+4
katekarin  8 months ago

Comes in soft (33-35degrees), medium (36-38 degrees) and hard (39-41 degrees) versions. The black loses its tackiness in 2-3 months but the red one lasts 3 times longer. The medium and hard versions suit soft and all wood blades best. The hard version is very close to DHS Hurricane 3 Neo. Mercury is a bit faster at slower speeds than the Hurricane but a bit slower at higher speeds when Hurricane’s Neo sponge gets activated. Control: The feel and control it adds to your blade is unreal. The lack of bounciness gives it superb precision, consistent behaviour, attacking and defensive capabilities. You can flick easier, block the fastest balls, change the pace during a rally and place the ball with precision wherever you want. Speed: Your arm will generate all the speed, making it suitable for playing close to the net and far away from the table. You do not get much speed from the rubber, so it takes a lot of effort to play with it. Spin: Less spinny and less sensitive to incoming spin than DHS Hurricane 3 Neo. Throw angle: Medium high. Produces very spinny, low arc loops. Easy to lift backspin balls. Some people have reported quality issues but when glued/cut/removed carefully they don't cause problems. I recommend the red, medium hard version to those who want to add control to their blade but don’t care losing some speed. Perfect for beginners developing their technique and advanced players who like spin and precision. You can't hit flat with it so it will force to learn to brush/spin the ball, add more forward motion to your arm and rotation to your hips. The soft version is much better than Yasaka Rakza 7 Soft in all aspects of play. See my review of the Rakza for details. Consistent behavior at all speeds! Equally good in the backspin and topspin game. Disadvantages: the effort required to play with them and the low durability of the black rubbers.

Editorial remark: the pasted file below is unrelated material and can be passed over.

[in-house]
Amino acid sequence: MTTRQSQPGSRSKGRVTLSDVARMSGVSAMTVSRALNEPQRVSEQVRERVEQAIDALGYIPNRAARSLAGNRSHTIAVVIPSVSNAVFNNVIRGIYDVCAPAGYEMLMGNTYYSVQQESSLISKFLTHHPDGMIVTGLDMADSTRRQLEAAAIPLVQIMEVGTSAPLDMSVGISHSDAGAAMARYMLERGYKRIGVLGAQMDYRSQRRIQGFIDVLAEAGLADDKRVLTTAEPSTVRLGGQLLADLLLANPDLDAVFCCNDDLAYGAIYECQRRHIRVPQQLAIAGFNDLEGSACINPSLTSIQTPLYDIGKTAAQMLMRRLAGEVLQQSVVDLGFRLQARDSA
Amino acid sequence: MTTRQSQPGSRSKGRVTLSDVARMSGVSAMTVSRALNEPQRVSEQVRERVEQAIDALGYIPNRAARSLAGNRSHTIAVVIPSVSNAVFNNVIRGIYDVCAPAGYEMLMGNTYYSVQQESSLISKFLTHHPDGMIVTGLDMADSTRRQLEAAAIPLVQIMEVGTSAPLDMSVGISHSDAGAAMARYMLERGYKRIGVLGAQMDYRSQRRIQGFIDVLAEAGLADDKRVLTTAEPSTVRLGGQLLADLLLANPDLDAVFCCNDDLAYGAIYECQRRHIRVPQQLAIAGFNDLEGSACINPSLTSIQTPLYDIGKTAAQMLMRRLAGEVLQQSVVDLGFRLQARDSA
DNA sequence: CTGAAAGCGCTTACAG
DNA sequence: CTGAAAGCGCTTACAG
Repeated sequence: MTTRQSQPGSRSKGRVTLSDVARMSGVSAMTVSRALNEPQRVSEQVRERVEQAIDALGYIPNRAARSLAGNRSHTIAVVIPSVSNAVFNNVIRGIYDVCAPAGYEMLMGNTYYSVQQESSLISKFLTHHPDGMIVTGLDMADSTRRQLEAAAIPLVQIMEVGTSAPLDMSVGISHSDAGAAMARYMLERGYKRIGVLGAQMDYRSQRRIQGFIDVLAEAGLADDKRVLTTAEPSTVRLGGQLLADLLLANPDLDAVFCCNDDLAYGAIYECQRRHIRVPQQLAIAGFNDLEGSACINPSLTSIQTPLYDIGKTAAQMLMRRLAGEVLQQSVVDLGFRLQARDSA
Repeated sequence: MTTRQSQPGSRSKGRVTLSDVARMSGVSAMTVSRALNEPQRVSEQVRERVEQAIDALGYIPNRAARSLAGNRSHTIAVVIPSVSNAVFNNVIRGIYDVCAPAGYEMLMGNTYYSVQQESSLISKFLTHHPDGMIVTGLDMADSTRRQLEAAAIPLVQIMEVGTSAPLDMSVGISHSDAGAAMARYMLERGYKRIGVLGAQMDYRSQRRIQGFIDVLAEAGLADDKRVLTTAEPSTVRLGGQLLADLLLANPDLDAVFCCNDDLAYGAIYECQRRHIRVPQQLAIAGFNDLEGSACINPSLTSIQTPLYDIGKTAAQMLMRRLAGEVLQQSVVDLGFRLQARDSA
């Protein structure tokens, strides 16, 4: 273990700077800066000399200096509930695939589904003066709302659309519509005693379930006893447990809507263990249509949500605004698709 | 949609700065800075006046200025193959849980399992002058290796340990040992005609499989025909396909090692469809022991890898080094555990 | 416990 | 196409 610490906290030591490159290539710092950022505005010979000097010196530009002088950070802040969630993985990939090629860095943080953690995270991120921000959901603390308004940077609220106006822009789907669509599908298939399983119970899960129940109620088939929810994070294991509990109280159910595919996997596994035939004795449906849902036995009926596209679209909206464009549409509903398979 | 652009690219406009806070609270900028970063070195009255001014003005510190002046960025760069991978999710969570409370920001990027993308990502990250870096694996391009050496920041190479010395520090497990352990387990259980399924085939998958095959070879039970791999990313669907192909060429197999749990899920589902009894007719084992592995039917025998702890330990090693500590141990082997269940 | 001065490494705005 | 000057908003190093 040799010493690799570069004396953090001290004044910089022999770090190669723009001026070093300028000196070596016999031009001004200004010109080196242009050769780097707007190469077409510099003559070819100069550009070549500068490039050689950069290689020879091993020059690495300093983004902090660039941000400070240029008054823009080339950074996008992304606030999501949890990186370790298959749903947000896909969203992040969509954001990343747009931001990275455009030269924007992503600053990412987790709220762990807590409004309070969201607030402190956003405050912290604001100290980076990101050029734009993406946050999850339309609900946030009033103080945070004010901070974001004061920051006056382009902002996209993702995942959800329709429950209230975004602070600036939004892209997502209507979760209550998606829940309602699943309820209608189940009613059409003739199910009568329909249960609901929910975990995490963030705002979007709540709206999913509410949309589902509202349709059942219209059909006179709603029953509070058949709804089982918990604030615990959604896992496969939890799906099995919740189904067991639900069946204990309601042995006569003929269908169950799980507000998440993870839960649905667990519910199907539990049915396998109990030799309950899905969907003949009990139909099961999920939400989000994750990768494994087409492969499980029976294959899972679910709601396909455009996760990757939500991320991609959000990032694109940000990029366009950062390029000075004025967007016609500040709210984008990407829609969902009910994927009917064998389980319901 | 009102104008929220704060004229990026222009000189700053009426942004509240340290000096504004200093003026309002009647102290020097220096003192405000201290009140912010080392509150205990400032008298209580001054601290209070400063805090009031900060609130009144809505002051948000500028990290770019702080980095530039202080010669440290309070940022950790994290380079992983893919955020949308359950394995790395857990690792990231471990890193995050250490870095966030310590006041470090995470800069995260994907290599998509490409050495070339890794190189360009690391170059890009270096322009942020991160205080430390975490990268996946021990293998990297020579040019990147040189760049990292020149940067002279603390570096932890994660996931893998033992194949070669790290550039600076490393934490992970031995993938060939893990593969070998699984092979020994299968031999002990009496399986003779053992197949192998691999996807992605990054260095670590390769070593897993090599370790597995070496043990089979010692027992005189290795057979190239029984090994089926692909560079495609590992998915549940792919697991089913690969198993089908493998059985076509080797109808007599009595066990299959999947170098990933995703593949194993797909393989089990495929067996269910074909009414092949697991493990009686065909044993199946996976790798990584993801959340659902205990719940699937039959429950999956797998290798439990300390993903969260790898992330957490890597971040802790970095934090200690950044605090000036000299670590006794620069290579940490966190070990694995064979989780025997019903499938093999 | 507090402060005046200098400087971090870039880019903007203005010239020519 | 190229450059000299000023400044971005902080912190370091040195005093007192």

+3
Shirazir  on 10/15/2012

I'm not sure why or how this rubber costs what it does, but I'm not complaining! Essentially, I picked this up with the intention of trying it and accepting that I probably wouldn't like it based on the fact that it's somewhat tacky. Boy was I wrong.... I ordered the 36 degree in black (it's widely accepted that black is softer and tackier than red for Mercury II) expecting to use it on my backhand but ended up being so pleased, I switched it around to the FH side. The rubber is somewhat tacky though it can't pick up a ball off the table. Furthermore, it's oddly grippy whilst still maintaining a mild tack after some regular use. If that wasn't enough to make it a spinny rubber, the topsheet has just enough give to impart some mechanical spin on the ball too! What this means is that with the right stroke, you can impart seriously heavy topspin on loops whether slow or fast. In respect to spin sensitivity, it's middle of the road in that you won't have your opponents serves flying off your racket wildly though blocking requires a fairly closed angle to keep the ball low. It's less sensitive than T05, let's just leave it at that. Now, I won't go into Tenergy comparisons like almost everyone else as this is a completely different rubber. It's much better used from medium distance than it is away from the table like T05. As far as speed goes, the 36 hardness I used isn't out and out fast though it certainly has enough juice to put away anything above net height. The harder sponged iterations of this rubber might offer a bit more pace but at the expense of spin I would assume. As far as physical properties go, this isn't the prettiest rubber in the world though that can be overlooked based on price. The whitish sponge is soft and as everyone has already said, best left on one blade lest you might tear the sponge. Furthermore, it's not the lightest rubber out there though the 36 degree version definitely weighed less than a sheet of T05. What more can I say other than that this has become my new forehand rubber and I can't see myself changing to anything else in the near future. Even if you're not sure you'll like it, the price ($4) makes you crazy for not trying it at some point or another.
+2